FF TD brands German Chancellor 'stupid' for backing FG
GERMAN Chancellor Angela Merkel was last night described as "silly and stupid" by a Fianna Fail TD after she backed Enda Kenny rather than Bertie Ahern to become Taoiseach.
In a letter which was read out at the Fine Gael Ard Fheis, the German leader made it clear that she wanted to see a change of Government in the general election.
"I hope that Fine Gael will be successful and will emerge as the strongest force from the election in May and will take over the responsibility of government."
The letter has infuriated Fianna Fail TDs with Ms Merkel's intervention seen as interference in our democratic process.
It has emerged that Ms Merkel has been a personal friend of Enda Kenny since they met as leaders of their respective parties four years ago.
Both the Christian Democratic Union (CDU) and Fine Gael are members of the same group in the European Parliament, the European People's Party.
But Fianna Fail TD Sean Fleming criticised Ms Merkel for interfering in the elections of a 'sovereign country'.
"The Irish people have a very deep rooted sense of not being told what to do by foreign powers. I hope that if Enda Kenny has any understanding of the Irish people, he will ask her to withdraw that letter."
He added: "What it does show is a massive inferiority complex that a party feels they have to get endorsements from people in other countries."
Fianna Fail TD Martin Brady described the intervention by the German chancellor as "silly and stupid".
"My message for her would be: 'stick to your politics in Germany'. What does she know about the ins and outs of politics here or what's best for the Irish people?"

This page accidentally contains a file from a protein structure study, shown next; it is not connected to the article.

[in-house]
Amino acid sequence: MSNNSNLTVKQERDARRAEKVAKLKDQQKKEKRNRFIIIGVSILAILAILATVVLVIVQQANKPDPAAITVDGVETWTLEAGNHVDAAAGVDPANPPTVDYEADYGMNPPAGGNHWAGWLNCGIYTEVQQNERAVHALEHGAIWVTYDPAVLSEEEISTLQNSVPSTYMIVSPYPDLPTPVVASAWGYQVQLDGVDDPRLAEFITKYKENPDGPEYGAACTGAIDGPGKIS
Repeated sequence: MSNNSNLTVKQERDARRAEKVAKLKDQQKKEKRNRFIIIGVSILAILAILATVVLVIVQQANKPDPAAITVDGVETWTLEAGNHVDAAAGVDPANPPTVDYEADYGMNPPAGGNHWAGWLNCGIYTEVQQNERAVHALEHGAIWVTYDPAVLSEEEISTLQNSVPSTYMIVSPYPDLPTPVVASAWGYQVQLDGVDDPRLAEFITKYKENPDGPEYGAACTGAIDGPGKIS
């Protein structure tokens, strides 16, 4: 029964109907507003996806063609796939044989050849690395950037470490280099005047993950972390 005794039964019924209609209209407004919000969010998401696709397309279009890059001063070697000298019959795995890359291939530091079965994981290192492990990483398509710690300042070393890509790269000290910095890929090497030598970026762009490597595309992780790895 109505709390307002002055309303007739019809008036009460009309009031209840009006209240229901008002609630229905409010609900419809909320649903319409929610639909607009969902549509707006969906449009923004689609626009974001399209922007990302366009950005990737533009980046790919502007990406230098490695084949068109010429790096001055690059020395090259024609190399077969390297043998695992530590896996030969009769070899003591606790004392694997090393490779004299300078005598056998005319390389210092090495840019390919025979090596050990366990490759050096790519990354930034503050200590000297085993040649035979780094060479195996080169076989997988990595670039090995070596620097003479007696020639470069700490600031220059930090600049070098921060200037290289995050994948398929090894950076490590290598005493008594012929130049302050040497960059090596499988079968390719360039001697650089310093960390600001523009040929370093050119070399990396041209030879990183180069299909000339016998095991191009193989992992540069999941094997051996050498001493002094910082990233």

The party's Galway West TD Jim O'Callaghan also joined in the attack with a statment entitled: 'Back off Frau Merkel'.
"At present unemployment for the dependent German civilian labour force is 11pc. If Frau Merkel wishes to solve this crisis in unemployment in her own country, she should adopt the policies that Fianna Fail has so effectively used in this country to achieve virtual full employment," he said.
The Taoiseach, who sent a personal message of congratulations to Ms Merkel when she was selected to become Germany's first female chancellor in 2005, was staying out of the row last night.
His spokeswoman said that Ms Merkel was entitled to send the letter in her role as leader of the CDU and that German-Irish relations would not be affected.
But she added pointedly: "External endorsements are hardly the way to convince the electorate it's the right party for them."
Fine Gael TD and MEP Simon Coveney, who read out the letter at the Ard Fheis, said he did not know if the party had asked Ms Merkel to supply it.
A spokesman for the German Embassy in Dublin last night said it was "normal procedure" for the leaders of political parties to address or send letters to their sister party at events like the Ard Fheis.
"Either they come personally or have a letter read. It is normal procedure. She was not speaking as German Chancellor but spoke as the leader of the Christian Democratic Union."